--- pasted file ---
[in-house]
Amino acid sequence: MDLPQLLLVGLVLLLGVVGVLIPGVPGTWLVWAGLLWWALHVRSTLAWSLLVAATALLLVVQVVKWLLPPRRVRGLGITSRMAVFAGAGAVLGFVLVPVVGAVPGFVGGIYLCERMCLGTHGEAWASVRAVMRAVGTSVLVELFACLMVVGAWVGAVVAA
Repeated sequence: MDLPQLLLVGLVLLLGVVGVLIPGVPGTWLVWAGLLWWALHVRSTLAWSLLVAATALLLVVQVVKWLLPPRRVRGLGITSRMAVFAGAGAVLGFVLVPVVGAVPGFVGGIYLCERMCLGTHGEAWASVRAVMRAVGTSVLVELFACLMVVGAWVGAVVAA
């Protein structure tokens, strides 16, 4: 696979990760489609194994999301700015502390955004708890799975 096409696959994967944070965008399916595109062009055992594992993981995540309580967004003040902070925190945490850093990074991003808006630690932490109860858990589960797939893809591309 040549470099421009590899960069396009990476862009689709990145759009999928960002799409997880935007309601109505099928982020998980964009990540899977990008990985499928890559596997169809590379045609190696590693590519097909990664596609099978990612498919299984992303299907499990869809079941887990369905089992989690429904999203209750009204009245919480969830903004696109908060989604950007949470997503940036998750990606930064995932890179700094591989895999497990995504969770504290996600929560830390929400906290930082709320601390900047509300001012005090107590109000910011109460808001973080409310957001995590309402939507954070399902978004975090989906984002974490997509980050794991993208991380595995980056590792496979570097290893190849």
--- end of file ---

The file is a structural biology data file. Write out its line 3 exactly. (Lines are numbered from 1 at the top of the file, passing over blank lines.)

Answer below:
Repeated sequence: MDLPQLLLVGLVLLLGVVGVLIPGVPGTWLVWAGLLWWALHVRSTLAWSLLVAATALLLVVQVVKWLLPPRRVRGLGITSRMAVFAGAGAVLGFVLVPVVGAVPGFVGGIYLCERMCLGTHGEAWASVRAVMRAVGTSVLVELFACLMVVGAWVGAVVAA